Thursday 21 November 2019

€500,000 legal bill pensioner sues again

Aodhan O'Faolain and Ray Managh

A PENSIONER who was left with a €500,000 legal bill after he accused his former golf club of effectively branding him a cheat, is back before the High Court in an action against his former employer.

Retired insurance official Thomas Talbot (75) has brought a claim against Aviva Insurance.

The matter has been adjourned to October.

Mr Talbot worked for 44 years for Hibernian Insurance, which was subsequently taken over by Aviva.

His claim arises out of complaints about the way his employer allegedly treated him.

However, Aviva has brought a motion seeking to have his action struck out on the grounds that it discloses no reasonable cause of action and is frivolous and vexatious.

Last month, Mr Talbot, of Burnell Court, Malahide Road, Dublin, lost a High Court action alleging he was libelled by his golf club in a notice which, he claimed, meant he had cheated about his playing ability.

He claimed he was defamed in a certificate sent to him by the handicap sub-committee of Hermitage Golf Club, Lucan, in July 2003 which said his handicap was 13. The certificate had the words "General Play (Handicap Building)" at the bottom.

A golfer's handicap is the number of strokes allocated to him based on ability. Handicap building is deliberately playing below one's ability to get a more generous stroke allowance.

Mr Talbot claimed the use of those words meant he was cheating at golf. He sued the club, its handicap sub-committee chairman at the time, Mr Eddie Murphy, and the Golfing Union of Ireland (GUI).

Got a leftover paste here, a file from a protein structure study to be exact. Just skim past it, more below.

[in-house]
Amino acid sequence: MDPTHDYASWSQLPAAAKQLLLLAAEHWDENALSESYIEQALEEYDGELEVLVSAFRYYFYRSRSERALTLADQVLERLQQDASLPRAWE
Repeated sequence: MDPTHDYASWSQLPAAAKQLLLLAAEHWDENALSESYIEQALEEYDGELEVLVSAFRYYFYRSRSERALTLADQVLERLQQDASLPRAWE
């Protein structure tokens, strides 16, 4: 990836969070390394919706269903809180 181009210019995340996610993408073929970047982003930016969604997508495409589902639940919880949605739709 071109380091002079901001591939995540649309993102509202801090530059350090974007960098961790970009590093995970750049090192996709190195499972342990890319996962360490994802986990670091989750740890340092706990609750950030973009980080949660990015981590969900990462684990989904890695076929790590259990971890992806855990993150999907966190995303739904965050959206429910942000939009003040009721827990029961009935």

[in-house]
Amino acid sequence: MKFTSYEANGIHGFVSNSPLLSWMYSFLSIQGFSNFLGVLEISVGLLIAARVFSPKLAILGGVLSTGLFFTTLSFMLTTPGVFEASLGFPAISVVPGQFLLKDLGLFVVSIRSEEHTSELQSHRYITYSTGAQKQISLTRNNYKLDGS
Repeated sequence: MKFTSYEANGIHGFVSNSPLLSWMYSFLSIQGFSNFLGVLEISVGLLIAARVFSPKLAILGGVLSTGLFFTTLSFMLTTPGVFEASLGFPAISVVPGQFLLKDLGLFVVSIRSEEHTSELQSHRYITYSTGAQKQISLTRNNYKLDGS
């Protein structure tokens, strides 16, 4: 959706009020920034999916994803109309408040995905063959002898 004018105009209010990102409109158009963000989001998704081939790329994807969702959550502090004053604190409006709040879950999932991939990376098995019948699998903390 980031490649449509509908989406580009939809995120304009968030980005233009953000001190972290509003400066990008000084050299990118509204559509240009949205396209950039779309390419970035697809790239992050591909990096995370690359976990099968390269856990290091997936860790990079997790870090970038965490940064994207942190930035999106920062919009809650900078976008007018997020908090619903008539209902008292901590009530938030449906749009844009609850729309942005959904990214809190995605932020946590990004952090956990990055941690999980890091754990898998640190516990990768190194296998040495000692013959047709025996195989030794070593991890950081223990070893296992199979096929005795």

However, last month Mr Justice Daniel Herbert rejected the claim and awarded costs, believed to have reached around €500,000, against Mr Talbot.

He said afterwards he would appeal to the Supreme Court.

Paperwork

Yesterday at the High Court, Mr Justice Herbert adjourned the hearing of Aviva's motion to a date in the new legal term in October. He told Mr Talbot -- who is representing himself -- that he will need to have his paperwork ready by then.

The judge also said that he was prepared to recluse himself from the current proceedings.

Mr Talbot and lawyers for Aviva Plc initially said they were content to have him hear the case. However, Mr Talbot changed his mind and asked for another judge.

The matter will now go before the President of the High Court Mr Justice Nicholas Kearns in October, who will assign another judge to hear the motion.

Irish Independent

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